My kids are trying public school this year and, since we’ve homeschooled forever, it’s a huge change. It was their choice and while they’re definitely excited, they’re understandably nervous. We’ve been trying to make sure that we counterbalance that nervousness about starting a new school with lots of listening and answering questions they might have. Even though a lot of the “back to school” books are really geared toward kindergarteners, I can tell you beyond a shadow of a doubt that older kids get nervous about the first day of school too. Here are some of the things you can do to help your kids master their nerves this Fall.
Ways to Help Kids Starting a New School
Ask A Lot of Questions
Ask open-ended questions and truly listen to your child’s answers. Are they afraid, nervous, worried, or some other feeling? Ask them what makes them feel that way. Helping them talk out their feelings may make starting a new school a little less scary. Even your high-schooler is going to be nervous and anxious about starting a new school!
Take a Tour
If your child is going to a new school, help alleviate some of their fears by going to the school a few days before school actually starts. Try to visit while the teachers are there so your child can meet their teacher. They may be able to see where their desk will be and what the classroom and school layout is. Knowing a little more about the school and not feeling lost will make the first day of school easier on them. For our kids, the schools have all offered summer tours that have given them a chance to get in, see the layout, find their classrooms, and ask questions. Being able to physically walk through the buildings has really helped them a lot.
Do Some Review
The last thing your child probably wants to do is review math facts and reading over the summer, but it’s a great way to get their brains thinking about the academic skills they’ll be using at the start of the new year. Go over some of the work they did last year to help get them back up to speed. You might also try some online math games or apps to help them with basic math fact practice.
Talk to the Teacher
As a former classroom teacher, I totally understand the parent of the “new kid” to the school. So, if you can, try to meet the teacher and let your child talk with him or her before school starts. Knowing someone at a new school, even if it’s just the teacher, is sure to make your child feel more comfortable. A familiar face can ease a lot of anxiety!
Talk About Your Own First Day of School Anxiety
If you can remember how you felt when you moved from one school to another it may help your child feel better. Of course, you don’t want to make up a story in an attempt to change their feelings, but letting them know how you dealt with a similar issue may do just that. I’ve talked with my kids a lot about how I changed schools in 4th grade to attend a special program at another school in our district. And, since my kids are all going to the same schools I went to, I’ve shared some of my memories about my times at the school. Let me just note here that walking through my old high school with my soon-to-be sophomore son was one of the weirdest moments of my life.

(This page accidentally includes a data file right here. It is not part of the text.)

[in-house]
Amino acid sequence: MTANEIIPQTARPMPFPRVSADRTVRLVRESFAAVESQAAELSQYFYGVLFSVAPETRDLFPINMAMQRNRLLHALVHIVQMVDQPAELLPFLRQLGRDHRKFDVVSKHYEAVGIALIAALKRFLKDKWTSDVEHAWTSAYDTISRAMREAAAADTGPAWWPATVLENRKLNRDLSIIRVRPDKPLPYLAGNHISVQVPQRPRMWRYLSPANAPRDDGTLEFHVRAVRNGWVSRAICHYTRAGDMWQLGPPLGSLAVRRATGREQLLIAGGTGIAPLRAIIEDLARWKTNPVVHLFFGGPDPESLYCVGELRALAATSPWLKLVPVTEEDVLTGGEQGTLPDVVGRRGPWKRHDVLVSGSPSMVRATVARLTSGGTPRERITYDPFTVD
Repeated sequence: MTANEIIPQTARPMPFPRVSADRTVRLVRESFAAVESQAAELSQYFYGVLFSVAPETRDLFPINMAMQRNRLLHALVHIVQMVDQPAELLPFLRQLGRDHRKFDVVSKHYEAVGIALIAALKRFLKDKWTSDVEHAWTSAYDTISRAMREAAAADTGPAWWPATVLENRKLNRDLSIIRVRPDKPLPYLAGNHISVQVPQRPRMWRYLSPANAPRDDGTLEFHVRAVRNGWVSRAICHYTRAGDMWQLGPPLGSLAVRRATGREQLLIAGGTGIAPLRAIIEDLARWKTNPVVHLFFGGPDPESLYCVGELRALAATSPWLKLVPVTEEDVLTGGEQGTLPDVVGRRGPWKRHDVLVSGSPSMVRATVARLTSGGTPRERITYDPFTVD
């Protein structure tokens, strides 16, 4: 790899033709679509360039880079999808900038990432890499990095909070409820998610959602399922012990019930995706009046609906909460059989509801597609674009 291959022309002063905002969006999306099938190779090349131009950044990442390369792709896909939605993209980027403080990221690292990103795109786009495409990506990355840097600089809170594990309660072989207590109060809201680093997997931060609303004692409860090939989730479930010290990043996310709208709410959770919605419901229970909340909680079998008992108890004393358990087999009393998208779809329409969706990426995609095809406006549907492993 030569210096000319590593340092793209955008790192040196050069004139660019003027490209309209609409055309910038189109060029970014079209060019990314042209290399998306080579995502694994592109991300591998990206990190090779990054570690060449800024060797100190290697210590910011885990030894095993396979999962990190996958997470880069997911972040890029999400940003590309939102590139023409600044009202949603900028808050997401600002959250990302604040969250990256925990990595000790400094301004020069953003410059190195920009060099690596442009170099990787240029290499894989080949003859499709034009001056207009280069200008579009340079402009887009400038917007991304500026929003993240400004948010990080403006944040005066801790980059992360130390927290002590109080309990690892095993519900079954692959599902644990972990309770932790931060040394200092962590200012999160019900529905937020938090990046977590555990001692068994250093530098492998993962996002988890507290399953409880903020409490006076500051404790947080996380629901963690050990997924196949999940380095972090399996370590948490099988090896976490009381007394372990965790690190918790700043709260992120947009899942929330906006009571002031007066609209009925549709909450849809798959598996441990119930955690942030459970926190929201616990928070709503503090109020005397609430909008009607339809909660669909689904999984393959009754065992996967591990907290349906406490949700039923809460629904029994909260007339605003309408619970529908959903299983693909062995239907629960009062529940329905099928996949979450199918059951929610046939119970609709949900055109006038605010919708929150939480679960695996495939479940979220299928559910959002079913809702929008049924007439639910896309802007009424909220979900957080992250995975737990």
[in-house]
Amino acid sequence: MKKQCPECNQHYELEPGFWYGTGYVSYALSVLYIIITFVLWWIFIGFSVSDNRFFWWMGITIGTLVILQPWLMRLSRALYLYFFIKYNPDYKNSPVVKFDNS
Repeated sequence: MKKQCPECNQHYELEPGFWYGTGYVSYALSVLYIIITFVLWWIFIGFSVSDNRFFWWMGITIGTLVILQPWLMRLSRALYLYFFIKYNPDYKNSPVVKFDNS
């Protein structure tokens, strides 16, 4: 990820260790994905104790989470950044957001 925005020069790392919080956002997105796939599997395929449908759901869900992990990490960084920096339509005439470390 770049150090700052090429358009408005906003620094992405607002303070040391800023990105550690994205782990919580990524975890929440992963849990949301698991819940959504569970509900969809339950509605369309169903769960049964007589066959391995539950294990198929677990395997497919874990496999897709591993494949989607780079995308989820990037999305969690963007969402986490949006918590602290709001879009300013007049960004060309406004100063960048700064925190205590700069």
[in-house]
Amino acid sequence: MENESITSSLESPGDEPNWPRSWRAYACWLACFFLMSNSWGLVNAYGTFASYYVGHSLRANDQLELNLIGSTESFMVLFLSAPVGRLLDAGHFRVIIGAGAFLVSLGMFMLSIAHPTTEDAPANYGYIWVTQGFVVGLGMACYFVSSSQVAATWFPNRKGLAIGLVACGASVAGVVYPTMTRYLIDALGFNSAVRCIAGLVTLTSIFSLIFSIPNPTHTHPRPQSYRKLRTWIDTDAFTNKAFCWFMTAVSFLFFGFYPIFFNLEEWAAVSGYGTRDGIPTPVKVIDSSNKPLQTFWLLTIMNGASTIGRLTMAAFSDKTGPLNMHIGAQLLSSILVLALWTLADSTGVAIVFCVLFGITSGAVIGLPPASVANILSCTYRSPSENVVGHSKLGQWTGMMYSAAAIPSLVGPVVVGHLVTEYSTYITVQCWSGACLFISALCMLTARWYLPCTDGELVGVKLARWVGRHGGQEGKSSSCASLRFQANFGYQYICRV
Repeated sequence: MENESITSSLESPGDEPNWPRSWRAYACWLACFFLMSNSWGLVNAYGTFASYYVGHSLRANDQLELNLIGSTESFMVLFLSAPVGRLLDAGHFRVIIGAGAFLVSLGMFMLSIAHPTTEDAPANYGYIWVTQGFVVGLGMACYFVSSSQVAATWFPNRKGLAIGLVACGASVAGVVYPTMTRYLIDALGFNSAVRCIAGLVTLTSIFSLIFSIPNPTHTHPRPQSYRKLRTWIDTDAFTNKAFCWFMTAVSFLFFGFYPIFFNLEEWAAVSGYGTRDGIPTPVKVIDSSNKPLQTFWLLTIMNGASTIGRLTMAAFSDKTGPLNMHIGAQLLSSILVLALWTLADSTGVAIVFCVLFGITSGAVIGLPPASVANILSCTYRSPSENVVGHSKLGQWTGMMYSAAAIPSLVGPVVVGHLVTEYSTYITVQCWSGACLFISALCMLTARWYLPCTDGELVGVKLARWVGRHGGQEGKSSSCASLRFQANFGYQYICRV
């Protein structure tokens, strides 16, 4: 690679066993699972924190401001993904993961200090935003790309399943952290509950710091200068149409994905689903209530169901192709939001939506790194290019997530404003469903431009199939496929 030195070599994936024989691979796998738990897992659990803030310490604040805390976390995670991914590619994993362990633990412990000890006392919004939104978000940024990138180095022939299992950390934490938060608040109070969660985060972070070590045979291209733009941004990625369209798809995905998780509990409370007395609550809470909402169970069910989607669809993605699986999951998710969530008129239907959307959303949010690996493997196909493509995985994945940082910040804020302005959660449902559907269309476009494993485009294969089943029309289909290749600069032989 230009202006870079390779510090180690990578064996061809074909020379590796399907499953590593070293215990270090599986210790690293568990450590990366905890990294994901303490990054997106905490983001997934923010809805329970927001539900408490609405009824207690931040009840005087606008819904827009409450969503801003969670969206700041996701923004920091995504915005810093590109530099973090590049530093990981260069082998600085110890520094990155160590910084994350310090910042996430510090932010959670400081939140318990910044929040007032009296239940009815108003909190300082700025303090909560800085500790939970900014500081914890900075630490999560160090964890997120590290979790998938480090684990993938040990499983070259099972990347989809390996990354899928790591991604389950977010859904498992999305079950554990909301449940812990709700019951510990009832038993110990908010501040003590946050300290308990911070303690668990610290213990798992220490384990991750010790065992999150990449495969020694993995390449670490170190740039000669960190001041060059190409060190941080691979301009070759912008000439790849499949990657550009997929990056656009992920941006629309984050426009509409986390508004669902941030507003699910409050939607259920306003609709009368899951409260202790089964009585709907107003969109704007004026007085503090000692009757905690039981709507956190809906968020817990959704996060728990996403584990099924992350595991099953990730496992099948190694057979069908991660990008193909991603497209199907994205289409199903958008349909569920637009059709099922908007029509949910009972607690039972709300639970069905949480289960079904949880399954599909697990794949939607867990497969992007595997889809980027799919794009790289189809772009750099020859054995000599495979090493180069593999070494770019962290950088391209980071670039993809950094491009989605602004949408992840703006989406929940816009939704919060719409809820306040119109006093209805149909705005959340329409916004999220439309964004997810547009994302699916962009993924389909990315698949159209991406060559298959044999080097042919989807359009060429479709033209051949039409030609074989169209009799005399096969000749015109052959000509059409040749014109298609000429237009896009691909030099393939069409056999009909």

Start the Routine Early
Practice makes progress (and less anxiety!), so, long before school starts, have your children practice getting their clothes ready the night before so everything is laid out for them in the morning. They will know when school starts how to get ready because they’ll be in the habit of preparing the night before. Start going to bed at “school night” bedtimes about two weeks before school starts too. It will make the first week of school less of a shock to their systems!
Be Open and Honest
The best thing to do though is to answer any questions your child may have openly and honestly. Will they have to change classes during the day? Will they have time to use the restroom between classes? What do they do if you forget to pick them up? These are some of the questions your child may have when starting a new school. Do what you can to alleviate their fears by answering their questions to the best of your abilities. If you don’t know the answers, don’t hesitate to contact the school to get the answers for them. The more they know, the more questions you can answer for them, the less anxious they’re going to be when they start their new school.
It’s normal for kids to feel uneasy and jittery when they’re starting a new school – or even going back to school in a new grade! By taking some time, asking questions, and listening to their answers, you will be able to understand how they’re feeling and what’s making them uneasy. Talk to them, find answers to their questions, and you may find that their new school jitters melt away. They will make it through the first day just fine.
But me? I’m a nervous wreck! Anyone have advice for a first time sending-them-off-to-school mom??